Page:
In this Psalm, we see how God’s desire is not only for people to adhere to his commandments externally, and to perform good deeds, but for people to ultimately perform them internally with love, from the very depths of the heart. Prayer should be from the heart, not mere lip service that might look good but lacks sincerity.
Psalm 50 (NRSVA):
A Psalm of Asaph.
1 The mighty one, God the Lord,
speaks and summons the earth
from the rising of the sun to its setting.
2 Out of Zion, the perfection of beauty,
God shines forth.
3 Our God comes and does not keep silence,
before him is a devouring fire,
and a mighty tempest all around him.
4 He calls to the heavens above
and to the earth, that he may judge his people:
5 ‘Gather to me my faithful ones,
who made a covenant with me by sacrifice!’
6 The heavens declare his righteousness,
for God himself is judge.
7 ‘Hear, O my people, and I will speak,
O Israel, I will testify against you.
I am God, your God.
8 Not for your sacrifices do I rebuke you;
your burnt-offerings are continually before me.
9 I will not accept a bull from your house,
or goats from your folds.
10 For every wild animal of the forest is mine,
the cattle on a thousand hills.
11 I know all the birds of the air,
and all that moves in the field is mine.
12 ‘If I were hungry, I would not tell you,
for the world and all that is in it is mine.
13 Do I eat the flesh of bulls,
or drink the blood of goats?
14 Offer to God a sacrifice of thanksgiving,
and pay your vows to the Most High.
15 Call on me in the day of trouble;
I will deliver you, and you shall glorify me.’
16 But to the wicked God says:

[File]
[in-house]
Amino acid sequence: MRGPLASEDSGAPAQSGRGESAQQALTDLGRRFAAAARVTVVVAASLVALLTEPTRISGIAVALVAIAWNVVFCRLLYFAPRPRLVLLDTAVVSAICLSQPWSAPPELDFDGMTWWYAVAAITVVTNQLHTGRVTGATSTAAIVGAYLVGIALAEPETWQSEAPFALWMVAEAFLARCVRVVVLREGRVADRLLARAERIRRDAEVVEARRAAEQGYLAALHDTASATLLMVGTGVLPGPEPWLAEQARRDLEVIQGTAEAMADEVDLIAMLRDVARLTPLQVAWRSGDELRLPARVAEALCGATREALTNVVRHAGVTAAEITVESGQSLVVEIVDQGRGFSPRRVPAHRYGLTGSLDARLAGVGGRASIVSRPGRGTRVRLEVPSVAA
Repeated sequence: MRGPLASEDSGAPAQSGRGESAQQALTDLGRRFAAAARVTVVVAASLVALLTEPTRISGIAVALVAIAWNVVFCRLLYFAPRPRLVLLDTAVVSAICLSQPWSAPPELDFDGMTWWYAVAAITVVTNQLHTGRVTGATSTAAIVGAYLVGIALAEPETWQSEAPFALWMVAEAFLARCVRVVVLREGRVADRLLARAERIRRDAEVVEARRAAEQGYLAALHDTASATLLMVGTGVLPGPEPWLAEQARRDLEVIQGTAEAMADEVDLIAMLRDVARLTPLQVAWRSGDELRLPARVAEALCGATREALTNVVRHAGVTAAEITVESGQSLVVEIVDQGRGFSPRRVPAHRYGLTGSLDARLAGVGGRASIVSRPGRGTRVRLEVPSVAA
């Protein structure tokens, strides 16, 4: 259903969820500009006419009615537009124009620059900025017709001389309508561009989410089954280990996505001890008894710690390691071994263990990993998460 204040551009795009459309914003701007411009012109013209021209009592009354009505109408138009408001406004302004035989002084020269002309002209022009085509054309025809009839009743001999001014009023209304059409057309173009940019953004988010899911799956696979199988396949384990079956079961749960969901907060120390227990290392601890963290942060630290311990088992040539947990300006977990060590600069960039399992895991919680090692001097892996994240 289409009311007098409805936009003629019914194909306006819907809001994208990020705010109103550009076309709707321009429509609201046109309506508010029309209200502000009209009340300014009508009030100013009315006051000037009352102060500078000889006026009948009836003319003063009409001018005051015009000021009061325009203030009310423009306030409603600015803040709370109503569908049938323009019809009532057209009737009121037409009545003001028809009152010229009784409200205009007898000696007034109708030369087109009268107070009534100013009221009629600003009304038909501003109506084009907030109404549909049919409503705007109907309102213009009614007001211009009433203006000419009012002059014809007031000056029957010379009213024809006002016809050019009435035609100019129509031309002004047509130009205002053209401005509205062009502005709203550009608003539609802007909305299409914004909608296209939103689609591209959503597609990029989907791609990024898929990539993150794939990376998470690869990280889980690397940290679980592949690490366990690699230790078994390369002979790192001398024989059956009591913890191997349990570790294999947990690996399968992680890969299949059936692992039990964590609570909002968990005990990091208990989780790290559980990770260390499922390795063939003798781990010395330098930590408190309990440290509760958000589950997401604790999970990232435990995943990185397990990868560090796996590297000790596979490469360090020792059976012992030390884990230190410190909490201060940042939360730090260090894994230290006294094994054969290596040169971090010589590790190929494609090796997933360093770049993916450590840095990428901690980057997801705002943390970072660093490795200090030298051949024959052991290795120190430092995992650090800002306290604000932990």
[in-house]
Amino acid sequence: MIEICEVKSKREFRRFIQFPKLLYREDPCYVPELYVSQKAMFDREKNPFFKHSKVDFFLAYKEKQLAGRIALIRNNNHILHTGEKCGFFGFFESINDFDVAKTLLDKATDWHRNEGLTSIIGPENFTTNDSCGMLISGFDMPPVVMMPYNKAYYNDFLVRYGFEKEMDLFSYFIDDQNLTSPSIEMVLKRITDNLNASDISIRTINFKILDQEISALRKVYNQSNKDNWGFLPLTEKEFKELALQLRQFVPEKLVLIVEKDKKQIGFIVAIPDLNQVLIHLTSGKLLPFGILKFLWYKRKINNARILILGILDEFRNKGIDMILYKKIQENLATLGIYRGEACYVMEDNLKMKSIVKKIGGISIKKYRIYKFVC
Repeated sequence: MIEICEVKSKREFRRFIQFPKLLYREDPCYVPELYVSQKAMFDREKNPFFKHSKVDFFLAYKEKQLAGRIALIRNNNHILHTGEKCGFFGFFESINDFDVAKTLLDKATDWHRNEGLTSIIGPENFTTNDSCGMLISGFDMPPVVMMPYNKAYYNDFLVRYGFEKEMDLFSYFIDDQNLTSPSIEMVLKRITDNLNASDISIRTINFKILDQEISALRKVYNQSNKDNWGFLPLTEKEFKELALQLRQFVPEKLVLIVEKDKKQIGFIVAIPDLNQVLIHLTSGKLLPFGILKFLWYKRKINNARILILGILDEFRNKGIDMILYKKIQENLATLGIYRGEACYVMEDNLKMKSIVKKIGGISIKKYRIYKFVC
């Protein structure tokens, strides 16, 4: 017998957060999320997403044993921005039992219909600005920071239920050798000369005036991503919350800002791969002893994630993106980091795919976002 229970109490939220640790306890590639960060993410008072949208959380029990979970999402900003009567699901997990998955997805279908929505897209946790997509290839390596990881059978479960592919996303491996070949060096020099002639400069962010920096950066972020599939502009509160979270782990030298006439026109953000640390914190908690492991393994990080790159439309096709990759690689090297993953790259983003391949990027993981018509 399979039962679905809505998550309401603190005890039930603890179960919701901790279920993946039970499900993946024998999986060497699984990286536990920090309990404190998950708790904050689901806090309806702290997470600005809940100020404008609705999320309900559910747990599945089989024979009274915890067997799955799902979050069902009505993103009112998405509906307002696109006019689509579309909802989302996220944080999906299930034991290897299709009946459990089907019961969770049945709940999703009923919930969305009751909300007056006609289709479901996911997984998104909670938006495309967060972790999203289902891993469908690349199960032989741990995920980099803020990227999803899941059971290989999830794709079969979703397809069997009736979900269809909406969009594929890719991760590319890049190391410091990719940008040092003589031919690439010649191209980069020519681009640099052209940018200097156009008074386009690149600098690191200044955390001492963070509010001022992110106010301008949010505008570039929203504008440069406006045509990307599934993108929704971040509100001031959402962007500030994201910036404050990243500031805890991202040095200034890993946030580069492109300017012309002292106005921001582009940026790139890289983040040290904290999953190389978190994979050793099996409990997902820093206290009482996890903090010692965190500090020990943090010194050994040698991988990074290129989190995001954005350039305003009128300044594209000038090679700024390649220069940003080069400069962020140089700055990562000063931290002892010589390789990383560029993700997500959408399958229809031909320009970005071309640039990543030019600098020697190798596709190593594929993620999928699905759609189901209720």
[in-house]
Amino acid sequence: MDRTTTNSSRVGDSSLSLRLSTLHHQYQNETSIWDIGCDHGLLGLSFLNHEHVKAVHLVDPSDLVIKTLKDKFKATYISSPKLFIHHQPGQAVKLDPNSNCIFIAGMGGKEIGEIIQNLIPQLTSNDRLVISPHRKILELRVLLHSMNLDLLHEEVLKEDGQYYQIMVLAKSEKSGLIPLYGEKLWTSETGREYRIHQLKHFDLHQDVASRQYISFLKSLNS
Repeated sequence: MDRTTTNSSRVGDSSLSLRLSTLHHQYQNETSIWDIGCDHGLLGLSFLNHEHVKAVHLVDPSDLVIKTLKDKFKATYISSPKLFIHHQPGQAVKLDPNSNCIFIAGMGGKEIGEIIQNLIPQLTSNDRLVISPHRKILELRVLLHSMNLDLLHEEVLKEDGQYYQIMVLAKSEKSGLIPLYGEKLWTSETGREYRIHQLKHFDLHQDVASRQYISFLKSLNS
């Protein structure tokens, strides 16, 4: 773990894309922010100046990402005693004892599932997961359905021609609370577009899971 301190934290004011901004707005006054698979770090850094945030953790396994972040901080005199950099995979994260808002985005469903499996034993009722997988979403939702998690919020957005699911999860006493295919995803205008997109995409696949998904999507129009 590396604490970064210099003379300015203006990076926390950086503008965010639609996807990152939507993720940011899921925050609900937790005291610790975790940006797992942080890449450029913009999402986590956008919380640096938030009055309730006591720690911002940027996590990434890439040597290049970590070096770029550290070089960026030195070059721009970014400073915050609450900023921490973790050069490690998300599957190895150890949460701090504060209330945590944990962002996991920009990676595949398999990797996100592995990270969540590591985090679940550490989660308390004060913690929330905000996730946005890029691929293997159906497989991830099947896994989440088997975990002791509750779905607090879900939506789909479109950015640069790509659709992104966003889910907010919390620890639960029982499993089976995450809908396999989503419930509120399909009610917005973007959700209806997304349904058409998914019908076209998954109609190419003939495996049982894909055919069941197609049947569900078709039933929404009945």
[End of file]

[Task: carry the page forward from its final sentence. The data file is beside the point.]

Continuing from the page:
‘What right have you to recite my statutes,
or take my covenant on your lips?
17 For you hate discipline,
and you cast my words behind you.
18 You make friends with a thief when you see one,
and you keep company with adulterers.
19 ‘You give your mouth free rein for evil,
and your tongue frames deceit.
20 You sit and speak against your kin;
you slander your own mother’s child.
21 These things you have done and I have been silent;
you thought that I was one just like yourself.
But now I rebuke you, and lay the charge before you.
22 ‘Mark this, then, you who forget God,
or I will tear you apart, and there will be no one to deliver.
23 Those who bring thanksgiving as their sacrifice honour me;
to those who go the right way
I will show the salvation of God.’
The USPG Prayer Diary this week, under the heading ‘Let my people go,’ focuses on the approximately 230 million Dalits living in India. Considered outcasts, these communities suffer systematic exclusion and discrimination under the caste system, a system of social stratification. The USPG Prayer Diary this morning (30 March 2022) invites us to pray:
Let us pray for the many schools, universities and hospitals administered by the Church of North India (CNI). May we look to the CNI’s community work as an example to be followed.
Scripture quotations are from the New Revised Standard Version Bible: Anglicised Edition copyright © 1989, 1995, National Council of the Churches of Christ in the United States of America. Used by permission. All rights reserved worldwide. http://nrsvbibles.org